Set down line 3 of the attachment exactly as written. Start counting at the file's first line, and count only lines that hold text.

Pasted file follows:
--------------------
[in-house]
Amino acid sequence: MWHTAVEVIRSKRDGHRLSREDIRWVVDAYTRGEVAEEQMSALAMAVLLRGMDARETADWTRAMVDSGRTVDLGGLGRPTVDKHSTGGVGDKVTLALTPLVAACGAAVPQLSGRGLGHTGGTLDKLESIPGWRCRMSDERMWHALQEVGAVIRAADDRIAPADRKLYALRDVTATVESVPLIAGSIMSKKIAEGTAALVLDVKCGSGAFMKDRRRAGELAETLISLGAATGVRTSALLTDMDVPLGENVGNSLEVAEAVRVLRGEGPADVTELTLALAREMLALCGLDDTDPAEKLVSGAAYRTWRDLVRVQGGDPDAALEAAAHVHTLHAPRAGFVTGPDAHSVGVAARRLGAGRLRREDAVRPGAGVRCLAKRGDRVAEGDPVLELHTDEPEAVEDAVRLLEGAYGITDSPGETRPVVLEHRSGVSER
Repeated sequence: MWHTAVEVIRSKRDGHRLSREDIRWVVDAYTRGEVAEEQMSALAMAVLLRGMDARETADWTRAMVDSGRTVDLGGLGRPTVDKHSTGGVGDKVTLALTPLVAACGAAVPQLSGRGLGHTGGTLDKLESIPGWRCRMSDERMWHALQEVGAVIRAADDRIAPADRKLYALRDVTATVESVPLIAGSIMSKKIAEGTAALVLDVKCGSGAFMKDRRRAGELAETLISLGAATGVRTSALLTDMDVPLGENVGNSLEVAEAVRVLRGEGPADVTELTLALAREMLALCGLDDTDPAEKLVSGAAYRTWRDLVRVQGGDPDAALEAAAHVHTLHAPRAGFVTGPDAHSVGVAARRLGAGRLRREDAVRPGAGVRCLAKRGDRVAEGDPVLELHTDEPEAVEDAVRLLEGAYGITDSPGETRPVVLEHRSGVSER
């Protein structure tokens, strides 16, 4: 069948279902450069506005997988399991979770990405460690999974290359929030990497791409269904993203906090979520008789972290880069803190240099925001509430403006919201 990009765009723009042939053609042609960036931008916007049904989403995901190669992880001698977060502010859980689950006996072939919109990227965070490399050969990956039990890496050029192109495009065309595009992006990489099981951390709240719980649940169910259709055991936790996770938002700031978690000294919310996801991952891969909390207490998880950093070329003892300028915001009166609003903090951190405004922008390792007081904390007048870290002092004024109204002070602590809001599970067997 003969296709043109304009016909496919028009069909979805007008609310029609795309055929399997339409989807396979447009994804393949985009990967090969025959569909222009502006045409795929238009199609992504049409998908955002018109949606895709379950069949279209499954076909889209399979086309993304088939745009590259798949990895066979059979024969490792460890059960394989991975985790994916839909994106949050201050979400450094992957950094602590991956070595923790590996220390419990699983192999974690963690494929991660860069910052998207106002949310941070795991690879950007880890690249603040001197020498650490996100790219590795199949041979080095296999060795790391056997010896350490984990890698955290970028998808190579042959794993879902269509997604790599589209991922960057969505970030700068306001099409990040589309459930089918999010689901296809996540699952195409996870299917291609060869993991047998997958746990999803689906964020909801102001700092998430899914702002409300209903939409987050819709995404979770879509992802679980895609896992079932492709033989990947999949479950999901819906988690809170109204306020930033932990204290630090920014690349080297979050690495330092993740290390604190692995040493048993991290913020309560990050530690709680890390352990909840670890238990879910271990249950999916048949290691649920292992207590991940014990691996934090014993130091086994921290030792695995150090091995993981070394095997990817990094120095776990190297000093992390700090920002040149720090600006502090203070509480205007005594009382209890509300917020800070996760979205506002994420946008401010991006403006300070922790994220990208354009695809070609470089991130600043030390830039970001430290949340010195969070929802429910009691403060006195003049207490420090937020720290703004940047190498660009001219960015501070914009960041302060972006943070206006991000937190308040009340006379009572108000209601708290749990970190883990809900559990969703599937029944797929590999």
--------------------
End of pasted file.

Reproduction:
Repeated sequence: MWHTAVEVIRSKRDGHRLSREDIRWVVDAYTRGEVAEEQMSALAMAVLLRGMDARETADWTRAMVDSGRTVDLGGLGRPTVDKHSTGGVGDKVTLALTPLVAACGAAVPQLSGRGLGHTGGTLDKLESIPGWRCRMSDERMWHALQEVGAVIRAADDRIAPADRKLYALRDVTATVESVPLIAGSIMSKKIAEGTAALVLDVKCGSGAFMKDRRRAGELAETLISLGAATGVRTSALLTDMDVPLGENVGNSLEVAEAVRVLRGEGPADVTELTLALAREMLALCGLDDTDPAEKLVSGAAYRTWRDLVRVQGGDPDAALEAAAHVHTLHAPRAGFVTGPDAHSVGVAARRLGAGRLRREDAVRPGAGVRCLAKRGDRVAEGDPVLELHTDEPEAVEDAVRLLEGAYGITDSPGETRPVVLEHRSGVSER